This is a revised renewal request for year 16-20 of a Program Project Grant (PPG) designed to administratively combine a group of related studies on maternal and fetal cardiovascular signaling at OHSU. This application is submitted in year 15 of ongoing studies. The proposed projects are directed by experienced senior scientists who actively work together. This application is designed to discover underlying mechanisms that regulate the growth and maturation of the cardiomyocyte and its association with the vascular bed of the coronary tree. Our epidemiology work has shown that all of the three main causes of cardiovascular death, which kill more people than any other disease, have their roots in the intrauterine environment. A key feature of the intrauterine environment is its role in determining the number of cardiomyocytes that endure beyond birth and their relationship with vascular elements. Three models of clinically applicable fetal stress will be studied in sheep: fetal anemia, fetal systolic load, placental insufficiency. A low myocyte number is associated with high risk for extensive ischemia reperfusion injury and subsequent heart failure as is excess capillarity. This Program Project includes 3 projects related to cardiomyocyte growth and coronary function and 4 supporting cores. Project I will test the hypothesis that fetal anemic stress leads to pathological changes in the myocardium. Project II tests the hypothesis that systolic load on the fetal myocardium generates an inadequate coronary tree because of limitations of its growth imposed by a reduced cardiomyocyte endowment. Project III tests the hypothesis that growth factors (IGF-1, tri-iodo-L-thyronine and Cortisol) have interacting signaling pathways that mutually operate through the extracellular regulated kinase (ERK) and phosphoinositol-3 kinase pathways and that these pathways can be manipulated to augment the fetal cardiomyocyte endowment. The advantage of the PPG mechanism is the cores that support the projects. Each of the 3 projects will use all cores. Core A is the Administrative Core, Core B is an Animal Core, Core C is the tissue Histopathology Core and Core D in the Ultrasound Imaging Core.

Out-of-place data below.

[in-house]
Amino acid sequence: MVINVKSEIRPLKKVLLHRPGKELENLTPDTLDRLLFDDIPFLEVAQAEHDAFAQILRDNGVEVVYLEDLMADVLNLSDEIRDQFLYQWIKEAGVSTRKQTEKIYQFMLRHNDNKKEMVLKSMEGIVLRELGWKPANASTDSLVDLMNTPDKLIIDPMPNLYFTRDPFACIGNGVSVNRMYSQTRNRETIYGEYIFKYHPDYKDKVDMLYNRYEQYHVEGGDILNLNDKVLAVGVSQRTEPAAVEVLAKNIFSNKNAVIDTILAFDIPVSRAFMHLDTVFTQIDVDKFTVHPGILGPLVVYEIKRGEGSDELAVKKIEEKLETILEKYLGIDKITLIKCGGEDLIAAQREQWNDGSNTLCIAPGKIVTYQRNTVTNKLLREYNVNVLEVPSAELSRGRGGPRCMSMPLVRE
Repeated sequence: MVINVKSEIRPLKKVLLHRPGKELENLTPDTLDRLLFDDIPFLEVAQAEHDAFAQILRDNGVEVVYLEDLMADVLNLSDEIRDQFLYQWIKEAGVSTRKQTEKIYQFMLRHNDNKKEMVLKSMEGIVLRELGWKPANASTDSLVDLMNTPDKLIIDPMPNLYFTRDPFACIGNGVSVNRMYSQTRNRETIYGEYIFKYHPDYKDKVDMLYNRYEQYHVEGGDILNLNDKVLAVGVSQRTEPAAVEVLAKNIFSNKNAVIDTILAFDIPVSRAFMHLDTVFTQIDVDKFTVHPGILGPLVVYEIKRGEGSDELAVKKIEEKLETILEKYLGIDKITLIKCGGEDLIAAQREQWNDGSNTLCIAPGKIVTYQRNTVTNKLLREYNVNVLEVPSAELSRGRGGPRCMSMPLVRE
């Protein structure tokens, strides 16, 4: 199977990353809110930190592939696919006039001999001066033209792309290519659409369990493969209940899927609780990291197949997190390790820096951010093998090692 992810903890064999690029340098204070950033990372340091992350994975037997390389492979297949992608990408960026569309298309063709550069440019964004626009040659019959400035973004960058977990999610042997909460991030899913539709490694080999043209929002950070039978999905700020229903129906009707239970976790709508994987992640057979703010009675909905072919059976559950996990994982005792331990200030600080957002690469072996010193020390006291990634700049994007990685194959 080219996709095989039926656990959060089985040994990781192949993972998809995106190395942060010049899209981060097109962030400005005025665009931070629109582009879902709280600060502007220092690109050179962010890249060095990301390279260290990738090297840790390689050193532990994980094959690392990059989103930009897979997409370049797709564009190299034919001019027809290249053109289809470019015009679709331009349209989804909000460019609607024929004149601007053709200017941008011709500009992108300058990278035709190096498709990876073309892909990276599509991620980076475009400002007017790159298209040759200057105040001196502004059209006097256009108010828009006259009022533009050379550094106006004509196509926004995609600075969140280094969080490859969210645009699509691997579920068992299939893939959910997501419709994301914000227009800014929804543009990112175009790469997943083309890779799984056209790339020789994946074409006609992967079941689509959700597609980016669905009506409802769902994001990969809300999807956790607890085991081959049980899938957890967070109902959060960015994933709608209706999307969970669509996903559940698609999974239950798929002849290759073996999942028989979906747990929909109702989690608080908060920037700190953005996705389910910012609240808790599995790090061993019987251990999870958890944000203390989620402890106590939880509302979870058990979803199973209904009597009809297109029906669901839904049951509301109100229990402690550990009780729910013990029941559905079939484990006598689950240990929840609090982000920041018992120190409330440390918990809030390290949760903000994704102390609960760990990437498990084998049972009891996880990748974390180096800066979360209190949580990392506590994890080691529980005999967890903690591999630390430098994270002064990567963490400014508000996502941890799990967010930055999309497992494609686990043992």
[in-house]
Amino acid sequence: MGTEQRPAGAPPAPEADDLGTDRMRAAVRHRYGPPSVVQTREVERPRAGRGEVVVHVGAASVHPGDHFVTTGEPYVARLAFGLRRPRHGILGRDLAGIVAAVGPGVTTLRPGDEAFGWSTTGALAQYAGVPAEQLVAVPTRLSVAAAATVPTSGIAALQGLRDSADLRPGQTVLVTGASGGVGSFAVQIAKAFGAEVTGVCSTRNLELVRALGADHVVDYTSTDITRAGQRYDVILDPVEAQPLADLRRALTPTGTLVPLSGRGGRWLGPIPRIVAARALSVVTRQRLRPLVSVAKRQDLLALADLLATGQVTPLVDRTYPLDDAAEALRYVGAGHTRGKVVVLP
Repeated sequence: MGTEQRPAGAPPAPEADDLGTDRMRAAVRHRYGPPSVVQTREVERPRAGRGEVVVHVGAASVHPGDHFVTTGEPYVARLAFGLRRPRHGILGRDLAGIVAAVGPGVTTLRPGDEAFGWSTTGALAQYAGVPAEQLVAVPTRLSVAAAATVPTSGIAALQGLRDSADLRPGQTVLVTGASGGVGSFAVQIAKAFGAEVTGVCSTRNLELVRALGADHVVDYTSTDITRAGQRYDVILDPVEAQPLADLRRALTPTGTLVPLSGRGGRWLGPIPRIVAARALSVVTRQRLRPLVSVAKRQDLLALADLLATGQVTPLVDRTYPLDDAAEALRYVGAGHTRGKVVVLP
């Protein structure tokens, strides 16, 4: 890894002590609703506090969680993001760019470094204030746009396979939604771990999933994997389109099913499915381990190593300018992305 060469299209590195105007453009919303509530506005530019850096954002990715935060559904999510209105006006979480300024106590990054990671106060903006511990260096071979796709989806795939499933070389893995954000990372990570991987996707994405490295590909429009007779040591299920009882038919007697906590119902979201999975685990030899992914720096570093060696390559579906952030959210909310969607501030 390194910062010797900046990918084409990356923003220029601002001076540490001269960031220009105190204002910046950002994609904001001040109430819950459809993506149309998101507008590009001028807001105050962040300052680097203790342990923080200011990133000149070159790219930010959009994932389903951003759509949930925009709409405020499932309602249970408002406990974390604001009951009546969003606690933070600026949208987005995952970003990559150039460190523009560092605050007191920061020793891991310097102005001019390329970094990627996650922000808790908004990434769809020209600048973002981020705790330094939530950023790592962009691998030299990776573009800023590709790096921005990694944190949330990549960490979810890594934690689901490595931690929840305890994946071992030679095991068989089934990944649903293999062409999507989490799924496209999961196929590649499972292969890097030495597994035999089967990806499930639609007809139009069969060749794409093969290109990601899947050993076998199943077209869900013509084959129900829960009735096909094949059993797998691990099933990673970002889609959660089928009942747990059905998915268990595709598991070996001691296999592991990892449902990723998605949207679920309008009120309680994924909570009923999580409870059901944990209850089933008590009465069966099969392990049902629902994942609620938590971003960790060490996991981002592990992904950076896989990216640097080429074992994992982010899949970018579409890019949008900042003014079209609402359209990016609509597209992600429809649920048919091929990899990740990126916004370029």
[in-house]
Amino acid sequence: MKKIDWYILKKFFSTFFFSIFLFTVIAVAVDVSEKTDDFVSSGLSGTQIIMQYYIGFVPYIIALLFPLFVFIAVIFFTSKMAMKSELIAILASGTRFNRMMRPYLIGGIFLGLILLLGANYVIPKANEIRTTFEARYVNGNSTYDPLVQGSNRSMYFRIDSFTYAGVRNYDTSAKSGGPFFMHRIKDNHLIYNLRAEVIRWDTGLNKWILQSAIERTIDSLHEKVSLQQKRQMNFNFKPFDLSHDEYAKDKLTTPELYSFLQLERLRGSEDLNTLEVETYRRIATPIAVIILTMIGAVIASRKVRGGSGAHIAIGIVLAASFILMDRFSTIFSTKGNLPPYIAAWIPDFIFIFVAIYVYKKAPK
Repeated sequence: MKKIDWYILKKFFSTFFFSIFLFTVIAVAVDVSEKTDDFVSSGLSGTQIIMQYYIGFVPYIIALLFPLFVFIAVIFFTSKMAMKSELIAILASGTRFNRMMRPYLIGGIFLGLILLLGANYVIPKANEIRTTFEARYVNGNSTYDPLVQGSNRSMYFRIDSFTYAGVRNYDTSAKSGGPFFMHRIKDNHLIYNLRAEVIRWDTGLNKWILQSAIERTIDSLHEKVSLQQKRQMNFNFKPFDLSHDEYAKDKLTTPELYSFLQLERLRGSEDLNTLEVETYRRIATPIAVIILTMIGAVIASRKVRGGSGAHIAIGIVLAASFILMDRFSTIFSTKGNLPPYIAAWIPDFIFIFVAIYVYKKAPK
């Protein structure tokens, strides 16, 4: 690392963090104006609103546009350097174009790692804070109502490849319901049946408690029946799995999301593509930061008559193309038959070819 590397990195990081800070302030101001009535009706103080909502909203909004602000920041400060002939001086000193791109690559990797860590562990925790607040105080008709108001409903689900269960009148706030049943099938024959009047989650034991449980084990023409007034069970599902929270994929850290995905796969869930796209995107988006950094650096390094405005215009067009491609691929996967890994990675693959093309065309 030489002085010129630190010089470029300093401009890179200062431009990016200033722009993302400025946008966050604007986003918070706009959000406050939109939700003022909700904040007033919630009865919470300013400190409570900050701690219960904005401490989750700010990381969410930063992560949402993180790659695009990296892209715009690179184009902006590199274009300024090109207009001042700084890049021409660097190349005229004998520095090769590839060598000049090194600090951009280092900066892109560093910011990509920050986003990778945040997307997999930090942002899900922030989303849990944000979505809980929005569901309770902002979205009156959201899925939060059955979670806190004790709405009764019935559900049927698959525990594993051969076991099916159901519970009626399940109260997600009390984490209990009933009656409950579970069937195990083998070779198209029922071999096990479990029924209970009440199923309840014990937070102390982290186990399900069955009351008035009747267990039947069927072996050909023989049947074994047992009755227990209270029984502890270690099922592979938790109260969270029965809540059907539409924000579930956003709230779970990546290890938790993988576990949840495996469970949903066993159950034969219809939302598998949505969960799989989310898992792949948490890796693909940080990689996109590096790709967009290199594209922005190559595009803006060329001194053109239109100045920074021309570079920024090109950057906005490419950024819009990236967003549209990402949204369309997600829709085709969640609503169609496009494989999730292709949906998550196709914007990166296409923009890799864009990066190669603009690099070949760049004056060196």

This Program Project Grant is designed to discover 1) the role of fetal low red blood cell count to cause abnormal coronary capillary development, 2) the role of blood pressure load on the developmental function of the fetal coronary tree, 3) the feasibility of using growth factors to augment cell numbers in under grown fetal hearts. These discoveries will make it possible to develop therapies for babies born under conditions described above.
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|Rinkevich, Diana; Belcik, Todd; Gupta, Nandita C et al. (2013) Coronary autoregulation is abnormal in syndrome X: insights using myocardial contrast echocardiography. J Am Soc Echocardiogr 26:290-6|
|Thornburg, Kent L; Louey, Samantha (2013) Uteroplacental circulation and fetal vascular function and development. Curr Vasc Pharmacol 11:748-57|
|Anderson, Debra F; Jonker, Sonnet S; Louey, Samantha et al. (2013) Regulation of intramembranous absorption and amniotic fluid volume by constituents in fetal sheep urine. Am J Physiol Regul Integr Comp Physiol 305:R506-11|
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|Chattergoon, Natasha N; Giraud, George D; Louey, Samantha et al. (2012) Thyroid hormone drives fetal cardiomyocyte maturation. FASEB J 26:397-408|
|Bernard, Leah S; Hashima, Jason N; Hohimer, A Roger et al. (2012) Myocardial performance and its acute response to angiotensin II infusion in fetal sheep adapted to chronic anemia. Reprod Sci 19:173-80|
|Back, Stephen A; Riddle, Art; Dean, Justin et al. (2012) The instrumented fetal sheep as a model of cerebral white matter injury in the premature infant. Neurotherapeutics 9:359-70|
|Chattergoon, Natasha N; Louey, Samantha; Stork, Philip et al. (2012) Mid-gestation ovine cardiomyocytes are vulnerable to mitotic suppression by thyroid hormone. Reprod Sci 19:642-9|
|Thornburg, Kent; Jonker, Sonnet; O'Tierney, Perrie et al. (2011) Regulation of the cardiomyocyte population in the developing heart. Prog Biophys Mol Biol 106:289-99|
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